While still loving the ‘old’ way of travelling, I decided to embark on a journey of discovery of the Provolone Valpadana PDO through the project “Choose your taste, sweet or spicy, only from Europe”in collaboration with the European Commission and theItalian Food Bloggers Association. The project aims to improve the manner in which European quality labelled products are recognised and promote their consumption, and I did it with my Savoury muffins with Provolone Valpadana PDO.
My encounter with this product dates back to my childhood when I accompanied my father to the International Dairy Cattle Fair in Cremona , where the food stands present at the social event for breeders from Northern Italy displayed huge cheese wheels, shiny, sometimes round and sometimes cylindrical. Their size fascinated and, at the same time, frightened me.
After so many years, discovering how this cheese is made fills my heart with joy.
The sweet and spicy Provolone Valpadana PDO
Where does the name of this cheese come from? From the Italian word prova “try” (because in the past, when there were no technological means to verify that the curd was fermented to the right point to be spun, pieces of it were taken and spinning tests were made repeatedly (hence the name Provola and its augmentative Provolone) until the results were perfect to proceed.
The production area of Provolone Valpadana PDO includes part of Lombardy, part of Veneto, the province of Piacenza and part of the province of Trento, an area characterised by the presence of the Po Valley.
The production process in brief
- Milk preparation in the boiler within 60 hours after milking.
- Addition of fermented whey from the end of the previous day’s processing and, if necessary, of additional lactic acid bacteria always obtained from the whey of Provolone Valpadana PDO.
- Rennet and curdling, the stage from which the differentiation between mild and piquant Provolone starts, thanks to the addition of calf rennet in the former and kid rennet in the latter, which cause the milk to curdle at a temperature of between 36 and 39°C.
- Fermentation and cutting of the curd, when the curd is allowed to rest by fermenting on suitable surfaces and, once ready, cut and then stretched.
- Stretching, a process that takes place in water at 85-95°C, consists of melting the curd by pulling it to form long threads.
- Moulding, cooling and firming, when the curd is moulded either by hand or in special moulds and placed in ice-cold water to promote rapid cooling and subsequent firming.
- Salting, which consists of immersing the cheeses in brine for a period of time depending on their size.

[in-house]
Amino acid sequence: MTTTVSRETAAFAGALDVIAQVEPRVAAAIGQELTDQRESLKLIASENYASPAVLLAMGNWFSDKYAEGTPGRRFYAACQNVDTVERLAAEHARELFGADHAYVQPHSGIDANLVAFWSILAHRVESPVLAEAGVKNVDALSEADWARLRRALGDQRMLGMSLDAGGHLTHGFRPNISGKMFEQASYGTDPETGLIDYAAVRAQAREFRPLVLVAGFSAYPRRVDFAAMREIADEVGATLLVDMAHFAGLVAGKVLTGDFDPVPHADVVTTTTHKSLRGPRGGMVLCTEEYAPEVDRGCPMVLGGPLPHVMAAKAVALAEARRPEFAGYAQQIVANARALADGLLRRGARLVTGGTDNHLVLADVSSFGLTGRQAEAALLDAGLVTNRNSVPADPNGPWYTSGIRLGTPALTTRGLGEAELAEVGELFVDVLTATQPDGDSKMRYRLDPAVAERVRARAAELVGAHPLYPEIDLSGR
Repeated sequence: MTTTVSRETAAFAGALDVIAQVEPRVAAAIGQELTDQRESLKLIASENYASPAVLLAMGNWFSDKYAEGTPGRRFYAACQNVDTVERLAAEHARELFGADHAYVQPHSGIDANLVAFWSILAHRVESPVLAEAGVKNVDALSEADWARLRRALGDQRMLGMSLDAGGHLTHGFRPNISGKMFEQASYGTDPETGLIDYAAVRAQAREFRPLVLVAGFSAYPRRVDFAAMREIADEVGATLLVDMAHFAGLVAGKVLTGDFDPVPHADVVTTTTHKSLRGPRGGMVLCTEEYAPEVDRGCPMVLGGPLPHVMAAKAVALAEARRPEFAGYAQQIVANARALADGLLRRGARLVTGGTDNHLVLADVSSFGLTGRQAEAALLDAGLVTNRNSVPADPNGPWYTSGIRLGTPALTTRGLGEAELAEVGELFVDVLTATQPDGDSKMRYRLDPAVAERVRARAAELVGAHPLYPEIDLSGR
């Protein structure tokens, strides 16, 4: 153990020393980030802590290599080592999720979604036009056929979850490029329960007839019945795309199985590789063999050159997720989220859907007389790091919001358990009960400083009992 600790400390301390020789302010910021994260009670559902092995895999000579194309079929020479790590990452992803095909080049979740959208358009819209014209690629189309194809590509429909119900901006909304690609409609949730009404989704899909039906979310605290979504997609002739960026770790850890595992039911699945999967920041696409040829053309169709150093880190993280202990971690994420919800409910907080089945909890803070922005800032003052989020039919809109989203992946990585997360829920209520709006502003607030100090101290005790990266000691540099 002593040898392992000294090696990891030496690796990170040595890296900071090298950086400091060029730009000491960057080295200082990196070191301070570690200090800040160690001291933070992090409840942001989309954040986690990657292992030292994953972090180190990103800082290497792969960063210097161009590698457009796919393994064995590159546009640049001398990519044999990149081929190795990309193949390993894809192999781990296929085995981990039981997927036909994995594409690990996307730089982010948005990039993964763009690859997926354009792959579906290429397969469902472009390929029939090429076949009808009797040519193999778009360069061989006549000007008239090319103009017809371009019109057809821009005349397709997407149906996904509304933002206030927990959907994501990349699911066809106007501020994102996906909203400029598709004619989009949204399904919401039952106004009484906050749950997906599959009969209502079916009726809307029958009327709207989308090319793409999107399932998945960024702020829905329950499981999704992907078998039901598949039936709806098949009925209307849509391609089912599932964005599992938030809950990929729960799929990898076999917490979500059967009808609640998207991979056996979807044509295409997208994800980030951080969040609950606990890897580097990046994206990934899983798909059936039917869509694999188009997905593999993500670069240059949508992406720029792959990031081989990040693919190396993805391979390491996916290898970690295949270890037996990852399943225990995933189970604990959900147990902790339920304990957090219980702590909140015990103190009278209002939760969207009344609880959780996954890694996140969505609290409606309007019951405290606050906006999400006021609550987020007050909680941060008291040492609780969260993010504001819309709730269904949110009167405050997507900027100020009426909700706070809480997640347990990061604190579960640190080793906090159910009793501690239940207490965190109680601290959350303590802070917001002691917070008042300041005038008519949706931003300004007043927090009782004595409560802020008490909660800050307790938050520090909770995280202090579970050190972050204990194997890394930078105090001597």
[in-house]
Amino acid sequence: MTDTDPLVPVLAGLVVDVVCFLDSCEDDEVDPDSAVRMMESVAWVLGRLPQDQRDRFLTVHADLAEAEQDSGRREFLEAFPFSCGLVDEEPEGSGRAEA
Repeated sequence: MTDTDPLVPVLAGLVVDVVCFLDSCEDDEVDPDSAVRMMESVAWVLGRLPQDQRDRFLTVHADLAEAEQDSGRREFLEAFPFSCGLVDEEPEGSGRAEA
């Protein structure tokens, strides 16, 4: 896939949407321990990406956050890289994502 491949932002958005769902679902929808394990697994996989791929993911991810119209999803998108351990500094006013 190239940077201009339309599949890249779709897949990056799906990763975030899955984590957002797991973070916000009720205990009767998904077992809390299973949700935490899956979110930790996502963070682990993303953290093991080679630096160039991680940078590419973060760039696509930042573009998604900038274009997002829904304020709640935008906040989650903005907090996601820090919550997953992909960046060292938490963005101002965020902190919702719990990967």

- Tying, possibly smoking and maturing are the final stages of production since once the cheeses are tied, they can be smoked and matured or stored for a short time in the case of sweet Provolone Valpadana PDO.
Many shapes for many flavours
As a great cheese enthusiast, I find the variety of shapes in which Provolone Valpadana PDO can be presented really unusual, because each size will have its own uniqueness in terms of flavour. So not only is there a difference between sweet and piquant, but within those, ranging from small 6kg wheels to huge 100kg cheeses, the sensory profile develops in a multiplicity of nuances.
For this reason, maturation periods can vary from a minimum of 10 days to over 240 days!
How to use Provolone Valpadana PDO
Given the variety of flavours, textures and maturations, Provolone Valpadana PDO can be used in an infinite number of recipes, which will then be characterised by our choices: a delicate version with a milky scent or a strong touch of flavour and spiciness, as if we had added a pinch of chilli pepper.
Provolone can be used directly raw or in preparations that are to be cooked in a pan or in the oven. Here is the recipe I have prepared to share with you and which I cooked using mild Provolone Valpadana PDO, but which you can easily modify using the piquant version of the same cheese to obtain a completely different result: have fun experimenting!
Savoury muffins with Provolone Valpadana PDO
33.43g carbohydrates per 100 g
Ingredients for 4 large muffins
- 90g wholemeal rice flour*
- 75g Provolone Valpadana PDO sweet or spicy (sweet in the photo)
- 2 eggs
- 35g tapioca starch*
- 30g milk
- 25 g extra virgin olive oil
- 20g dried tomatoes
- 5g baking powder for savoury pies*
- salt and pepper
*Ingredients whose labels must read “gluten-free” (or, in Italy, present on Prontuario AIC)
- Coarsely chop the Provolone cheese and dried cherry tomatoes and set them aside.
- Place the rice flour and tapioca starch in a planetary mixer or bowl, then mix with eggs, milk and oil until smooth and creamy; finally add the yeast, Provolone cheese and cherry tomatoes and season with salt and pepper.
- Pour the mixture into 4 rather large muffin tins, filling them 3/4 full.
- Bake the muffins in a static oven preheated to 180°C for 10-20 minutes.
- Take the muffins out of the oven and eat them warm – they are mouth-watering!
Version with gluten of Savoury muffins with Provolone Valpadana DOP
The recipe contains only naturally gluten free ingredients, so no adaptation is necessary for its version with gluten.